Fearless Biologists". Presented by Dr. Gross at Christian Brothers
University, Memphis, TN on June 17-19, 1999 at no cost to this project.
This included detailed descriptions of the efforts on this project,
copies of modules provided to the Course participants, and feedback
from the participants (all of whom were college mathematics or biology
faculty) on these modules was obtained.
Special Session on Education in Mathematical Biology, chaired by
Dr. Gross at the Annual Meeting of the Society for Mathematical Biology
at the Free University, Amsterdam, The Netherlands, June 29-July 3, 1999
at no cost to this project. Dr. Gross presented a paper on the project
"Quantitative Training in the Life Sciences: Designing an Undergraduate
Curriculum in Computational Biology", and led a separate group discussion
on mathematics for biology students.
Poster presented by Susan Harrell at the Annual Meeting of the Ecological
Society of America, Spokane, Washington, August 9, 1999, partially
supported by this project. Poster title was "Improving the quantitative
skills of life sciences students through General Biology reform" and
provided a summary of the efforts on this project. Poster content is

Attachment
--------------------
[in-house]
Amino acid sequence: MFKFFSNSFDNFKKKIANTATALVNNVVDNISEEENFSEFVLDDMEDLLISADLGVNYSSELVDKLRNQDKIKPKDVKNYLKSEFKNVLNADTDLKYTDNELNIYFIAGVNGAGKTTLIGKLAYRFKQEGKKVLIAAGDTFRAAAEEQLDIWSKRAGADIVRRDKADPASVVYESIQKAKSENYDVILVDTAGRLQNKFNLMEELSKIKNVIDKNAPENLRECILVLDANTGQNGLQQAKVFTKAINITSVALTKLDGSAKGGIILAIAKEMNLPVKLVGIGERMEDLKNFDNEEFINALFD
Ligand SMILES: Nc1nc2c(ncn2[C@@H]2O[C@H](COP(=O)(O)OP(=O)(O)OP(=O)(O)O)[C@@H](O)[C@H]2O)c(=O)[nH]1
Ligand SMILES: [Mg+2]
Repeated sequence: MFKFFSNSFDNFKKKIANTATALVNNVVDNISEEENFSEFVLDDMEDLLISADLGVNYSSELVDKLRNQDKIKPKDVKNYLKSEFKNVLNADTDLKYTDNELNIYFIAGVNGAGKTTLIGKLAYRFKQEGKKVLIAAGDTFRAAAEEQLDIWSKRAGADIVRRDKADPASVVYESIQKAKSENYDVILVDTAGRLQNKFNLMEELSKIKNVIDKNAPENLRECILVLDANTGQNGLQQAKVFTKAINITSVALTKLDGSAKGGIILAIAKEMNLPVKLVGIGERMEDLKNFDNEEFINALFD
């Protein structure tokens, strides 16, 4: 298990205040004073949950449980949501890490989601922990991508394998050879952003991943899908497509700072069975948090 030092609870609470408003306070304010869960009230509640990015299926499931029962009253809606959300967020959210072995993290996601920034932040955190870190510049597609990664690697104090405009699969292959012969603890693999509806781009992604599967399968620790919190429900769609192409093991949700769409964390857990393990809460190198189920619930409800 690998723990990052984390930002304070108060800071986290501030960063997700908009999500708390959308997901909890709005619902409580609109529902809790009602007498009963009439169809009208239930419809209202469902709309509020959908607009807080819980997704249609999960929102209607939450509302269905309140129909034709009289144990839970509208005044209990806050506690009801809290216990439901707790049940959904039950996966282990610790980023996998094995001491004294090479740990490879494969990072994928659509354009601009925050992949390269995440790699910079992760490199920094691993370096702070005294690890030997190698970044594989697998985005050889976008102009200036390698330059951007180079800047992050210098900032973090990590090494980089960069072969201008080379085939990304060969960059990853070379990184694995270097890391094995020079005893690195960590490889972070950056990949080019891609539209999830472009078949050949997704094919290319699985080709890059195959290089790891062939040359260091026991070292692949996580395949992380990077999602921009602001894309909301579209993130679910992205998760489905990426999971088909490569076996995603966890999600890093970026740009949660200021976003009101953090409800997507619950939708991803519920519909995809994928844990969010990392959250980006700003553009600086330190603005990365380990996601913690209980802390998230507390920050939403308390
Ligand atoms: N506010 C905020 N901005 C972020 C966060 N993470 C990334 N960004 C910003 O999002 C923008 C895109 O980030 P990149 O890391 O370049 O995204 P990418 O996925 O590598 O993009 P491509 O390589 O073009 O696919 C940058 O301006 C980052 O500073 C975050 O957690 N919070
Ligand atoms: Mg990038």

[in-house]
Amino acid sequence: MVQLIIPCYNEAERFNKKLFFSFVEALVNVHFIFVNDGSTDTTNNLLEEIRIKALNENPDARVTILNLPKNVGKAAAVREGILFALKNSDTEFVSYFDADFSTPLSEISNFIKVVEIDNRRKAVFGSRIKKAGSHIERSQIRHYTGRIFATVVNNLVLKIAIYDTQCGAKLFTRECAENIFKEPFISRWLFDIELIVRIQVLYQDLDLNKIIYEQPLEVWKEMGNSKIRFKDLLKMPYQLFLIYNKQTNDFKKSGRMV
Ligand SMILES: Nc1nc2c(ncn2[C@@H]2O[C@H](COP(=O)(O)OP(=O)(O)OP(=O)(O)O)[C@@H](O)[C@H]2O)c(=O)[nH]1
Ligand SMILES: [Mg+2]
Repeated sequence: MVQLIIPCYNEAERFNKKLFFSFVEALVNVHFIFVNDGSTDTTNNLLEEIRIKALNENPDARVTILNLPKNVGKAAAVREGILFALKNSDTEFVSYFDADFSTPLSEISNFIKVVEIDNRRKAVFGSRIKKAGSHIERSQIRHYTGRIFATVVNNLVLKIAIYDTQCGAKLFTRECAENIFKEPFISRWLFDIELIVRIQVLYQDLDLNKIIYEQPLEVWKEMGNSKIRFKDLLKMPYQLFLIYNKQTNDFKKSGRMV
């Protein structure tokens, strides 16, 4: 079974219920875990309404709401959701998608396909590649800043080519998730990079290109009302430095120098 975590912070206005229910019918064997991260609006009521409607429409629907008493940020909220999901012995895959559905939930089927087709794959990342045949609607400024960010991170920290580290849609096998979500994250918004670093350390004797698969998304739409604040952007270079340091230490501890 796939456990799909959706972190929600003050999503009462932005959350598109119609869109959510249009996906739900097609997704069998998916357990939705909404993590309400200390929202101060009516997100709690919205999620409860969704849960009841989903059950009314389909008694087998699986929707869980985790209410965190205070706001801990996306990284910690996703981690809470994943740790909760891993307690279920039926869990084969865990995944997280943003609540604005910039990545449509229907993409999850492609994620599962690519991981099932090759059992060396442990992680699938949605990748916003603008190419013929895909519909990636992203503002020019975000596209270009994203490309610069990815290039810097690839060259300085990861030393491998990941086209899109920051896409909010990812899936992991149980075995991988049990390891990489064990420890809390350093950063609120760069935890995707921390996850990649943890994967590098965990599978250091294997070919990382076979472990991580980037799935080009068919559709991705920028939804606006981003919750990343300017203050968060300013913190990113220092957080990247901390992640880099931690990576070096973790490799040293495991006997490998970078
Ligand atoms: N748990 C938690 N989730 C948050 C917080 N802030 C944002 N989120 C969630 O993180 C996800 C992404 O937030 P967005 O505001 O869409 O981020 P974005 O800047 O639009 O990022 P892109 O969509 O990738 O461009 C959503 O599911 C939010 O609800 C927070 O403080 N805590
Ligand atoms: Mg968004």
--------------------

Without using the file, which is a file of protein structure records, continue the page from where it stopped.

available on the project home page.
Home Page: In addition to basic information about the project and the
collection of modules developed, this contains a page with an extensive
collection of links to ongoing reform projects in General Biology
education developed as an aid to this project. It also contains
links to a wide variety of ongoing projects devoted to quantitative
training in the life sciences, developed in collaboration with the
Education Committee of the Society for Mathematical Biology. Location is
http://www.tiem.utk.edu/bioed/
Activities for Second Year of the Project:
The major efforts will be:
1. Completion of a first draft of the Primer of Quantitative Biology.
This will include the development of additional modules particularly
in the areas of Ecology and Evolution.
2. Use of the modules in the Biodiversity component of the general biology
sequence taught by Dr. Riechert during Fall semester. This will include
the competency evaluation and the evaluation of course materials.
Additionally, specific modules will be developed to link with the
the laboratory component of this course.
3. Use of the modules in the Cell Biology component of the general biology
sequence by Dr. Schwarz in conjunction with efforts to modify the
laboratory component of this course to further enhance the quantitative
concepts and skills expected of students.